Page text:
Award Date

8-1-2018

Degree Type

Dissertation

Degree Name

Doctor of Philosophy (PhD)

Department

Nursing

First Committee Member

Lori Candela

Second Committee Member

Catherine Dingley

Third Committee Member

Carolyn Yucca

Fourth Committee Member

Joseph Morgan

Number of Pages

101

Abstract

The use of health information technology has been shown to have positive effects on patient outcomes and provider efficiency. New nurses make more than half of the 7 million life-threatening medication errors that occur each year, and electronic health records (EHRs) have been shown to significantly reduce these errors. Nurses now are expected to enter practice with a solid foundation in health information technology and the use of the EHR. Unfortunately, the vast majority of nursing schools do not specifically train their students in effective EHR utilization. Academic EHRs (AEHRs) are software packages with learning features that can be incorporated in the classroom, simulation, and skills labs. Existing studies have only examined student preferences for their use, with little or no data on improvement in quantifiable outcomes. The purpose of this study was to investigate if the use of an AEHR improved self-efficacy, reduced anxiety, and enhanced competence compared to a traditional PowerPoint presentation on EHR usage. Bandura’s social cognitive theory was the guiding framework of this study.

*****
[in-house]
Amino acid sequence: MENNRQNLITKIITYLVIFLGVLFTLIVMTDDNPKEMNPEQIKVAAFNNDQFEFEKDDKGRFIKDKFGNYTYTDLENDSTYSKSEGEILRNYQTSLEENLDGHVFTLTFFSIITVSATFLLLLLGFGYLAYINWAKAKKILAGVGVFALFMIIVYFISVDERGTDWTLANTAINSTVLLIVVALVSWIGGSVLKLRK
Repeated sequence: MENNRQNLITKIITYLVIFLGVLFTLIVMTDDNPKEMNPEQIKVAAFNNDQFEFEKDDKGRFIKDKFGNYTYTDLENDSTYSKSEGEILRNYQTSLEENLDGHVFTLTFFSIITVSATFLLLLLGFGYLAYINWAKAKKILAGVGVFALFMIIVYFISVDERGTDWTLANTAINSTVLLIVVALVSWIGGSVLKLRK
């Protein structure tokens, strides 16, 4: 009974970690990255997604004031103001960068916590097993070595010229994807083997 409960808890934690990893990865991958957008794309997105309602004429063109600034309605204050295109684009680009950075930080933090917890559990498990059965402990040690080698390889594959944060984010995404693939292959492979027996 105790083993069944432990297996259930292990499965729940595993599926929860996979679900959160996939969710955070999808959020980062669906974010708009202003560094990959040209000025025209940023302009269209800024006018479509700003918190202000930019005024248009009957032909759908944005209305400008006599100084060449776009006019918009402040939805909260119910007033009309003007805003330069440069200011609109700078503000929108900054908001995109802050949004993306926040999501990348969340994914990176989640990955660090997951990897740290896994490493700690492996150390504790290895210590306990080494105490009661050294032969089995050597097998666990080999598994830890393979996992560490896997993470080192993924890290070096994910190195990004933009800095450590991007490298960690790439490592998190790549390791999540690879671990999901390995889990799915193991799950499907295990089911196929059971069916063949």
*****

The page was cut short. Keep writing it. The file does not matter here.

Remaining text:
This study used a quasi-experimental design with first-semester students enrolled in a Baccalaureate of Science in Nursing (BSN) program. The control group received EHR instruction in a traditional 1-hour PowerPoint lecture. The intervention group received a 1-hour instructional session using and navigating in an AEHR (Lippincott DocuCare). Pre- and postinstruction measures and surveys showed undergraduate nursing students who received hands-on AEHR instruction had increased self-efficacy, less anxiety, and increased competency compared to peers who received the traditional instruction. The results of this study indicate that the use of an AEHR in nursing curricula may be a more effective teaching strategy to improve students’ self-efficacy, anxiety, and competency.

Keywords

Academic Electronic Health Record; Competency; Nursing Curriculum; Nursing Education; Nursing Informatics; Technology

Disciplines

Education | Nursing

Language

English


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